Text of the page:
In the following section, we consider different forms of BCI technology. These range from non-invasive modalities like word boards, EEG, and neuroimaging, to invasive methods that surgically insert electrodes into the brain. The following examples are intended to represent the problem space and to model a heuristic for legal and medical implications.

    1. Non-Invasive BCI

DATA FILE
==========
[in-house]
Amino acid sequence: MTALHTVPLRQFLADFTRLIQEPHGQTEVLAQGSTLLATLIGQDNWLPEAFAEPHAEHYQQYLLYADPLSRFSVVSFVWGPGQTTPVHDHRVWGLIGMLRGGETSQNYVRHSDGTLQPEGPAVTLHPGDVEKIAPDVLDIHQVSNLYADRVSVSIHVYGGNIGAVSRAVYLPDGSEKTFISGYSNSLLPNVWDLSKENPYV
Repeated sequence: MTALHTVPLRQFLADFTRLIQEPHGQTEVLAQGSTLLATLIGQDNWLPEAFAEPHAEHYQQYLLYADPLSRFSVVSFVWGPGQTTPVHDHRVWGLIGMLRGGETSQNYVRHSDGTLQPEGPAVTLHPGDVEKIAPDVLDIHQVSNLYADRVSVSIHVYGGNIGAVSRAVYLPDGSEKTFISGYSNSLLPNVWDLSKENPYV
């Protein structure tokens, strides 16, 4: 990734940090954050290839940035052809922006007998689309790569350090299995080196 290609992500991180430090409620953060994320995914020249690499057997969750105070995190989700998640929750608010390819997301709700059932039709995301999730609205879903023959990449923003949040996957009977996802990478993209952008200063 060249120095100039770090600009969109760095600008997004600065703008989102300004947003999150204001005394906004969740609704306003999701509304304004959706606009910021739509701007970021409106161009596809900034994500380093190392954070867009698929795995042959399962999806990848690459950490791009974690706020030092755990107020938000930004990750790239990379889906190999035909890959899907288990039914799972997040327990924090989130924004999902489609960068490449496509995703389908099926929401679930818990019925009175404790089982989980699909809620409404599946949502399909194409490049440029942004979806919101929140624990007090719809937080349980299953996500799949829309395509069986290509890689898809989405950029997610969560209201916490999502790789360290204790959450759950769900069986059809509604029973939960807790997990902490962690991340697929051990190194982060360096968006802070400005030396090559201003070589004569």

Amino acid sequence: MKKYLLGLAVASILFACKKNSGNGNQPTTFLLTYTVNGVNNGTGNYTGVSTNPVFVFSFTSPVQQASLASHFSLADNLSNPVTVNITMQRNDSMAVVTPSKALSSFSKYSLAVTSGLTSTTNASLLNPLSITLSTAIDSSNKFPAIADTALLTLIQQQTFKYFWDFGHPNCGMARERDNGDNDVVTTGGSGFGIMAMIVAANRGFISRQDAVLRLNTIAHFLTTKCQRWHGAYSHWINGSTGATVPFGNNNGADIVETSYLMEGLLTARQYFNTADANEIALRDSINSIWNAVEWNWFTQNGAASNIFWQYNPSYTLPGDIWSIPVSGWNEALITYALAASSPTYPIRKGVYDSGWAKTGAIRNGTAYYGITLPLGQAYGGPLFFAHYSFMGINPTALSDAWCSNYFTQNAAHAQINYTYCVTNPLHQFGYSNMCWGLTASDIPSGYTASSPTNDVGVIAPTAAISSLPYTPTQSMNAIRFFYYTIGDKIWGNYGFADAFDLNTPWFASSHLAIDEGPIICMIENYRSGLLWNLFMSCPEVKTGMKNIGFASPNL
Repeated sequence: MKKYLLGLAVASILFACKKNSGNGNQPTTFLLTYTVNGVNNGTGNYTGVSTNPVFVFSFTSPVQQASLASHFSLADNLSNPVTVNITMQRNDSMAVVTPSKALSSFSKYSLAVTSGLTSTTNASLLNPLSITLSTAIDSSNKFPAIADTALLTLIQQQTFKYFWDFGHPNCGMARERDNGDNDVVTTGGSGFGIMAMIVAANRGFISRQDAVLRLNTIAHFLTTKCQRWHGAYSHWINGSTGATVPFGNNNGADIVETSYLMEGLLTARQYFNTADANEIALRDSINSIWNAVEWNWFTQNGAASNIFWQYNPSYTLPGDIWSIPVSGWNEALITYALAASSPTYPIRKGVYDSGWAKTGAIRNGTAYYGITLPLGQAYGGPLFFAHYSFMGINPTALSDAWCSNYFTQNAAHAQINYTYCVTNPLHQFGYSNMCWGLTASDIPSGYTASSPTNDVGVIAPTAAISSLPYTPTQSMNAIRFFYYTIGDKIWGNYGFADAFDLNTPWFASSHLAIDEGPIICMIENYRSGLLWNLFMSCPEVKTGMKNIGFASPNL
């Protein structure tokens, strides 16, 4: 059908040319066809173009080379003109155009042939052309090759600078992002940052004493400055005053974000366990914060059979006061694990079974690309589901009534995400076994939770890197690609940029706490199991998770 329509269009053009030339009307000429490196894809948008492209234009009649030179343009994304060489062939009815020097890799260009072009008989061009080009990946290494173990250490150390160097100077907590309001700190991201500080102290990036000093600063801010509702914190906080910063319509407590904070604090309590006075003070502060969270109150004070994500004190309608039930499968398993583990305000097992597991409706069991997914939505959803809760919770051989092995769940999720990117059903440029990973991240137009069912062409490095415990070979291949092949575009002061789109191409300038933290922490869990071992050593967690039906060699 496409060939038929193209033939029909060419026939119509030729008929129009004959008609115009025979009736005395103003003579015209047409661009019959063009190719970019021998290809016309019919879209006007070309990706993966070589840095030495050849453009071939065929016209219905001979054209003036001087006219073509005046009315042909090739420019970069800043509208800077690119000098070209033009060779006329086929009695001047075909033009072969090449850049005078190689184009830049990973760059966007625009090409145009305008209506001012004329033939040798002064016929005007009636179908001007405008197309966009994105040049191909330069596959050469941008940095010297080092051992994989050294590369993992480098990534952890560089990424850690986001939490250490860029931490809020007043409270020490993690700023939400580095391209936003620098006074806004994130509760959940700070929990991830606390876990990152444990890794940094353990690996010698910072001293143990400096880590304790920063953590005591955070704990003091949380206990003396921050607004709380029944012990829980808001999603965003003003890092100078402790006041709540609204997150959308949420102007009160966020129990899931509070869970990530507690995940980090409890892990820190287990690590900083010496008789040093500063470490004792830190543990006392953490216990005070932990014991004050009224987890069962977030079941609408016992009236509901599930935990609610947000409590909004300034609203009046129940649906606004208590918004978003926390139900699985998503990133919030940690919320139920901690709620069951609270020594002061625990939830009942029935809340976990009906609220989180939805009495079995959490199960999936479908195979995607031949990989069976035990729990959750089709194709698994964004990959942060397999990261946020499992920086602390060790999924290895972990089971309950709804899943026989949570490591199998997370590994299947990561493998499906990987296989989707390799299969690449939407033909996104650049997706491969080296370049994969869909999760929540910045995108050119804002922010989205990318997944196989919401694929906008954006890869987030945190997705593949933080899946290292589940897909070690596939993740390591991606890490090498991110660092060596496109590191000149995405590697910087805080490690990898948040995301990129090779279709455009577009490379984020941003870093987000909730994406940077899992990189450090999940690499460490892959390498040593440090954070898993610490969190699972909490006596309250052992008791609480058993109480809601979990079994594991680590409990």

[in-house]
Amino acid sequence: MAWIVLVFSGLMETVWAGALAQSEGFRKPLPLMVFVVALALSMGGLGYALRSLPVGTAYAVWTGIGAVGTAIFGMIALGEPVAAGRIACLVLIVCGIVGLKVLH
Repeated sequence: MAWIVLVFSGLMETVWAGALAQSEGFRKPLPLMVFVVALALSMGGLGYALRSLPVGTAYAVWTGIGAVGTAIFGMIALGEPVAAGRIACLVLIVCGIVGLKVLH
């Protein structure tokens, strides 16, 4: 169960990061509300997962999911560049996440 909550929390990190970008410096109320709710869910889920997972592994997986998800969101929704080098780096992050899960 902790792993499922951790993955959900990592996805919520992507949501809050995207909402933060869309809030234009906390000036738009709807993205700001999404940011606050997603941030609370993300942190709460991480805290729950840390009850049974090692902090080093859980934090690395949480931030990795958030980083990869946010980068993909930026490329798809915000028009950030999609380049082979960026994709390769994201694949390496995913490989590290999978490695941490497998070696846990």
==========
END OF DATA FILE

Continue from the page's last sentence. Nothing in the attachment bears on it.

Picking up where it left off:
The simplest, earliest assistive communicative devices were word boards or Morse code-like systems. (18) These consisted of some system of characters or words, ordered either alphabetically or by frequency of use. Patients cooperated with a partner, who would indicate options until the patient blinked to select an option. (19) The more modern versions of this involve electrooculography, or eye tracking, in which a camera detects the direction and speed of an individual's gaze as they scan the word board. (20) Users can select options by lingering on the character of choice, which can then lead to language output. (21) While simple, cost-effective, and easy to learn, eye tracking is not an option for all patients. Traumatic injuries can sever the nerves providing ocular control, and the late stages of neurodegenerative diseases like ALS can also inhibit patients' voluntary control over their eyes. (22) The mandate to respect...